2KM SUBSEA PIPELINE
At just under 2km in length, the sea crossing is believed to be the longest land-to-land, subsea, directionally-drilled utility pipeline in the UK.
The project involved the installation of a 2km-long 180mm subsea pipeline from Carness Point to Shapinsay island. The pipeline is believed to be one of the longest in the country used for a water supply. The purpose of the project was to install a pipe under the seabed to bring water to the small island of Shapinsay in Orkney, which means the community there will be supplied from a reservoir on the Orkney mainland. Water quality on the island of Shapinsay had deteriorated to a level where a replacement source was required. HDD was chosen by Scottish Water Solutions as the most cost efficient means of solving the problem; the intervention being to install a replacement water pipeline from Orkney mainland to the island of Shapinsay by drilling 1920 metres through the bedrock.
Stockton mobilised their 250 tonne HDD rig to Carness Point on mainland Orkney in March 2012. A 317mm diameter pilot hole was drilled through the siltstone and sandstone rock using top of the range HDX tungsten carbide drill bits. The bedrock was shown to have a compressive strength of 100 – 120 MPA proved to be much harder and more compact at the planned drilling depth of 50 metres below entry point elevation. After exiting on the island of Shapinsay it was a simple operation to connect to the prefabricated pipeline and pull it into the drilled borehole.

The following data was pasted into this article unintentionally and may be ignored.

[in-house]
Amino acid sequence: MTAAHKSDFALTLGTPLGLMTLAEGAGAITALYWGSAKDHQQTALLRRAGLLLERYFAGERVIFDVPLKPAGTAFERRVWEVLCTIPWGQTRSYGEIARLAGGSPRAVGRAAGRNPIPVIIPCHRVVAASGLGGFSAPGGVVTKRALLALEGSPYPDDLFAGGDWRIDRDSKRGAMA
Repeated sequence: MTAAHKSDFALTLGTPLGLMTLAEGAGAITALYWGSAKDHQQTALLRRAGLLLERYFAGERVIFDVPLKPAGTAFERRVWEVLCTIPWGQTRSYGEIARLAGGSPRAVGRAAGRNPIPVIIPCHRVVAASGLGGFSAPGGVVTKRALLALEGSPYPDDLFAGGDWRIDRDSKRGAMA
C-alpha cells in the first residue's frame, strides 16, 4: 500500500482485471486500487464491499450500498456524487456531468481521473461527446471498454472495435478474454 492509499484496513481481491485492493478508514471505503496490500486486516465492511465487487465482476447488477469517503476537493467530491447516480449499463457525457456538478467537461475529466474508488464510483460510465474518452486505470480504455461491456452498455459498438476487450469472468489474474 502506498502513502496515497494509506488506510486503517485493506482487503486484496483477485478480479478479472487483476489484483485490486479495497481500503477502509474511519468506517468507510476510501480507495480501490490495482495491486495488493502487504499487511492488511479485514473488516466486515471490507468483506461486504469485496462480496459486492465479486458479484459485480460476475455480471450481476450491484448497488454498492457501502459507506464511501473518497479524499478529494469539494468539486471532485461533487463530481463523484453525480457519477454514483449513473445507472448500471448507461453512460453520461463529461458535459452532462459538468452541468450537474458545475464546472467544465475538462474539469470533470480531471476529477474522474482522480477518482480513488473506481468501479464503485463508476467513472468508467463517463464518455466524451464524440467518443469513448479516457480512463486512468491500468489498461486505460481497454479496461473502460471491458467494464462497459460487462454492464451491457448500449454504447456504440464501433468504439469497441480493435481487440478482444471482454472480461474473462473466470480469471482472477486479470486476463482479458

PIPE PULL OPERATION
The 160mm diameter HPPE pipeline had been prefabricated on the island of Shapinsay and assembled on rollers in one single length. The pipeline had been pressure tested and left full of water at a pressure of 2 bar. Stockton coordinated the pipe pull operation using UHF and VHF radios to ensure good communications between pipeline spotters, the excavator holding the tail of the pipeline and the drilling control cabin. The pipe pulling loads decreased as the pipeline entered the hole and never approached 50% of the yield strength of the pipeline.
The feasibility of this project depended upon the strength of the HPPE pipeline. The design calculations showed that by using an SDR6 pipeline with a wall thickness in excess of 30mm, filled with water to make it more neutrally buoyant, it would be comfortably pulled into the HDD borehole without over stressing the pipeline. Stockton also had to ensure that the drilling fluid in the borehole had a specific gravity no greater than 1100kg per cubic metre. All these parameters were met and the project was successfully completed.